But for the others, the search goes on, as Valeri Sergeevic Lagvilava knows only too well. He has lost count of the approaches he has made to numerous institutions in his efforts to find his eldest son Vadim, who disappeared in March 1993. At the moment when all trace of him was lost, Vadim was a young man of 23 enlisted in the Abkhaz forces and wounded in combat against the Georgian regular forces. Despite several sightings indicating that Vadim had spent time in prison, his name did not figure on any detainee register. "Some were registered, others not," was the terse response. When Valeri received a list of Abkhaz soldiers identified as dead, including his son, he was sceptical. "There were three or four other people on the list still alive." When a grave was excavated, Valeri was there to examine the 120 exhumed bodies one by one, "I'd recognize even the buttons on my son's clothes, for it was me who gave them to him!" His mother adds, "We would like to see him alive or know where he is buried, but I am afraid to know the truth."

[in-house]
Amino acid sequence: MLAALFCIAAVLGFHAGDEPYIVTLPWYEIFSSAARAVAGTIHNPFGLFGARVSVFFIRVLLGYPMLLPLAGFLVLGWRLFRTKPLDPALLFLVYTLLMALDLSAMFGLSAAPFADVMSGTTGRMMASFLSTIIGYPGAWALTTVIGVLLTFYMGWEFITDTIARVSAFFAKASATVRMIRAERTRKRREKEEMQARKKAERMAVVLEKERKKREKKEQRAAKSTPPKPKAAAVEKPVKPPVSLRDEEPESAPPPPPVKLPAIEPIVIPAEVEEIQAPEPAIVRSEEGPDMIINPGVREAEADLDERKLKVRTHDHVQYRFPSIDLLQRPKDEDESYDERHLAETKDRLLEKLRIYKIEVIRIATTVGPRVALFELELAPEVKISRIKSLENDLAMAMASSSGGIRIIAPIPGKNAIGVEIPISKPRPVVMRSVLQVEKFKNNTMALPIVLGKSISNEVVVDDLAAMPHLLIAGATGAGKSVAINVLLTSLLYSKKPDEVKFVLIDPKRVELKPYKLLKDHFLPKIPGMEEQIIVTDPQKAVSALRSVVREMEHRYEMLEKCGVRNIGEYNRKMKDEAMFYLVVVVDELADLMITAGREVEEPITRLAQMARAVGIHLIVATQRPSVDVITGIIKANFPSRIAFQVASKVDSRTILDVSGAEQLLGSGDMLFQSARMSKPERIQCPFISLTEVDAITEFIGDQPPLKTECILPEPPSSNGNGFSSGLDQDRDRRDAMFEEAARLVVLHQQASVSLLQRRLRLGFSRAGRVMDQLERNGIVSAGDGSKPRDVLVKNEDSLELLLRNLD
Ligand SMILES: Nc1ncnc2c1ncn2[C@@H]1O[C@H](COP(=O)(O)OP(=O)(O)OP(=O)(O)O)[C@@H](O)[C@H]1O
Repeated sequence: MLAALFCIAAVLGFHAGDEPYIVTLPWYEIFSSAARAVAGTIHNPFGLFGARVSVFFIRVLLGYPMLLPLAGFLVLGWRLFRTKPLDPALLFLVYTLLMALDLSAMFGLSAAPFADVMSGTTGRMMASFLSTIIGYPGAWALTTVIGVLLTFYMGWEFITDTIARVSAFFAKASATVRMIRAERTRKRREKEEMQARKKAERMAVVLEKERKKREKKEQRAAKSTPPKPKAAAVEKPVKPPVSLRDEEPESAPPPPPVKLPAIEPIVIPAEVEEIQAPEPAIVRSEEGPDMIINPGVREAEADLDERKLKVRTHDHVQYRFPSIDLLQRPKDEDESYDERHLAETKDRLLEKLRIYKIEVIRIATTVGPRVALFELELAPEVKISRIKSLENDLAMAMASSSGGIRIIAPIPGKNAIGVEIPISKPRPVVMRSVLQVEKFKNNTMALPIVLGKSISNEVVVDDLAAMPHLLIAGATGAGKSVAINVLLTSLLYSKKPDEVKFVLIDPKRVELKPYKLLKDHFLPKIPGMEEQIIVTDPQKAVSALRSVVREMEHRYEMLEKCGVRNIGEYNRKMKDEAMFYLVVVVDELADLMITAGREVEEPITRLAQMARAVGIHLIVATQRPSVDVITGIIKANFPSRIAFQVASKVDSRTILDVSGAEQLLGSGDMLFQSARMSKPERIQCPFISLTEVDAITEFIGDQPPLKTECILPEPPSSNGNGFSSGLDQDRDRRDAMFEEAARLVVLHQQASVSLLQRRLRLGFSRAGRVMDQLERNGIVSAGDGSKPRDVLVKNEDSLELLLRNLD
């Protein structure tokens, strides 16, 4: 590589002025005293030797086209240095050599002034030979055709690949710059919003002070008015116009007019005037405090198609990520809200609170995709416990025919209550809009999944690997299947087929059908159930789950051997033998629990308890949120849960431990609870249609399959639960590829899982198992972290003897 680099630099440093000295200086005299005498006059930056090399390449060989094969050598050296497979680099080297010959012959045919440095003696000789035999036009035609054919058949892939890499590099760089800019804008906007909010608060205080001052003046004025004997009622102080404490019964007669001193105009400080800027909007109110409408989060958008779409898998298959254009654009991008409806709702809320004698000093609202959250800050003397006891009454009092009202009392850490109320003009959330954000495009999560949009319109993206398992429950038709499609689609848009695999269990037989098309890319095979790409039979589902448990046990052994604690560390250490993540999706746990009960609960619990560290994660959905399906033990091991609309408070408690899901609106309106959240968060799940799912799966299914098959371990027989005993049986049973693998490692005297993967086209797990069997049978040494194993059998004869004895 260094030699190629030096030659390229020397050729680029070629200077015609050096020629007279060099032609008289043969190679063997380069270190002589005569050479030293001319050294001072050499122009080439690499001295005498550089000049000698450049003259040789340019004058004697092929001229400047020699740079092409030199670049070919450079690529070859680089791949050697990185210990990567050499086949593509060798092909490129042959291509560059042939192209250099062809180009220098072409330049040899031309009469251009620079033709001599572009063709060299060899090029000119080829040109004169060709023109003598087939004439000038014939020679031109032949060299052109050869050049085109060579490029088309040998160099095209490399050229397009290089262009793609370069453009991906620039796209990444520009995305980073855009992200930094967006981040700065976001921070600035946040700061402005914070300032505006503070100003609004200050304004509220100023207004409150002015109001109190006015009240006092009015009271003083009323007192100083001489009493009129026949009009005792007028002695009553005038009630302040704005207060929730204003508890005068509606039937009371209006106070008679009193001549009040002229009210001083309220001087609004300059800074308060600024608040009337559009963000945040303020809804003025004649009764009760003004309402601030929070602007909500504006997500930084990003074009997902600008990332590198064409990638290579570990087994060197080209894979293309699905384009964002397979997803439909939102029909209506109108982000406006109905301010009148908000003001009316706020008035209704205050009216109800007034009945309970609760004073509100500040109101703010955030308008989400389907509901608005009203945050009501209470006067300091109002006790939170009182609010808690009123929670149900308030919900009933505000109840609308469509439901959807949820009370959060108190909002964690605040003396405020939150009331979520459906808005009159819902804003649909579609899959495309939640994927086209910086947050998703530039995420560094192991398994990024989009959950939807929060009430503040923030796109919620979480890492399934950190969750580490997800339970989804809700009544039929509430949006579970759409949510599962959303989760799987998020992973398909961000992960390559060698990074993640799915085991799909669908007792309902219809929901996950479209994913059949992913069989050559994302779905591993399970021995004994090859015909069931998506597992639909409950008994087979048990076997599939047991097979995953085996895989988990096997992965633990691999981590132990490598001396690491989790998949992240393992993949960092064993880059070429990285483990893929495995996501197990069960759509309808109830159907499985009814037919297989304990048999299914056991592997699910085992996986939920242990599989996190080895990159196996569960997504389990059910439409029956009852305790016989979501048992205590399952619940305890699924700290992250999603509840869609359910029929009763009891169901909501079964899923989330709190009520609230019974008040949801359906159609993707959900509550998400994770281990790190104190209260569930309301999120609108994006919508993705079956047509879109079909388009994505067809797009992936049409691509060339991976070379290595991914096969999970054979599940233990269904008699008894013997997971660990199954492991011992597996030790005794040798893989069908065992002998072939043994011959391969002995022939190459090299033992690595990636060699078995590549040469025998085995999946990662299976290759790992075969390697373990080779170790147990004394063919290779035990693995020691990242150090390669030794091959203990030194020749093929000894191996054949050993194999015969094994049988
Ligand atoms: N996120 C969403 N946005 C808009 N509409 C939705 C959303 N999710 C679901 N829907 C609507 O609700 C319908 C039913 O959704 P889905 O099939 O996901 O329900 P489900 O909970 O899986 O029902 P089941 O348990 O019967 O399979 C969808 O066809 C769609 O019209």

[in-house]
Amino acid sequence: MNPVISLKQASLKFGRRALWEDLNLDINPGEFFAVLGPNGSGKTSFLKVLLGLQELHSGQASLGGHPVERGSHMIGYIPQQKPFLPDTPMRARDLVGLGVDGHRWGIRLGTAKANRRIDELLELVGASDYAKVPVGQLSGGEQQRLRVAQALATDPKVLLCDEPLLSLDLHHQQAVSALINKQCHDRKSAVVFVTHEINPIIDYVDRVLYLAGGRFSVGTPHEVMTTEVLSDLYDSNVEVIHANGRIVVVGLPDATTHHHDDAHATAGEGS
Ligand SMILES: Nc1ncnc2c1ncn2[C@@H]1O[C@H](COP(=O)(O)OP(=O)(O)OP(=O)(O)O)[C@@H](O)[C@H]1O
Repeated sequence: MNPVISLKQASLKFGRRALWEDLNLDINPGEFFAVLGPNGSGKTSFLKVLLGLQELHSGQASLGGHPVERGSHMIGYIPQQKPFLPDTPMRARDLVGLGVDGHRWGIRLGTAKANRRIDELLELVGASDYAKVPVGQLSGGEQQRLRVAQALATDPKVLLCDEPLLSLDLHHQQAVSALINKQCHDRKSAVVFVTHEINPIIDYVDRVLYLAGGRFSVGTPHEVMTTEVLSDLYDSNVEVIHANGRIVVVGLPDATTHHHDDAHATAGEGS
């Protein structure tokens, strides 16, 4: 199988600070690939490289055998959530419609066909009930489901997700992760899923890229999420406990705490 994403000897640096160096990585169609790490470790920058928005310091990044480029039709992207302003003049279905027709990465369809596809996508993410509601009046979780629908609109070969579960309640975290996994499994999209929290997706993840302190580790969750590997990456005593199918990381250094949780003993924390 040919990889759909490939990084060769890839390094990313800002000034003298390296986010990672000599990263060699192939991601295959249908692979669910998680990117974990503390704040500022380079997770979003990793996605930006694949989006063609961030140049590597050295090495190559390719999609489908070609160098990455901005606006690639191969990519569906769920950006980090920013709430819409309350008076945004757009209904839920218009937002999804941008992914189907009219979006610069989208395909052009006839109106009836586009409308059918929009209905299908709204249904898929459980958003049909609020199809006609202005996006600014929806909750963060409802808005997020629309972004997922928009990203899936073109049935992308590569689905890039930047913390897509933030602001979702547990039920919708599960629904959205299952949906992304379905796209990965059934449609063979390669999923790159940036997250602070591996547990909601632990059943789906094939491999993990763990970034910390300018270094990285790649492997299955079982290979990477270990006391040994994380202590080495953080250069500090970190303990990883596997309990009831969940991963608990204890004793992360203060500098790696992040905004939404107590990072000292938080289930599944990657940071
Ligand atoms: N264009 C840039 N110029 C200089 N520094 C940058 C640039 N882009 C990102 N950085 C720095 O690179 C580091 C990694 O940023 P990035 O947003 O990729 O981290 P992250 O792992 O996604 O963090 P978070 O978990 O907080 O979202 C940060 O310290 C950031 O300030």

An unbearable absence

Visaka Dharmadasa, for her part, has not seen her son since 1998. The young Sri Lankan soldier was 21 years old when he fell into rebel hands. "When a person dies, you bury them," explains Visaka. "You try to grieve, and then get on with life. When someone disappears, you undergo a kind of psychological torture. You can think of nothing else." She continues to believe, despite the years, that her son is alive. With time, the pain of absence gets worse and the wound begins to fester. A woman of determination, Visaka Dharmadasa is president of the association, "Parents of servicemen missing in action", which offers support and advice to the families concerned.

The problems facing the relatives of the missing vary from country to country, depending on local culture and customs. In certain societies, such as in Sri Lanka, when a wife has to assume the role of head of household, in addition to the financial or material difficulties she may face, she can be spurned by her family or in-laws for, according to popular belief, the "widow" is a harbinger of bad luck and as such risks rejection by the community.

More generally, "widows" suffer on account of their ill-defined status and often encounter problems of inheritance or access to a missing husband's property. It can also happen that the wife and children are obliged to live with the missing person's family, sometimes against their will. And without knowing what has become of her husband, a wife cannot even consider remarrying.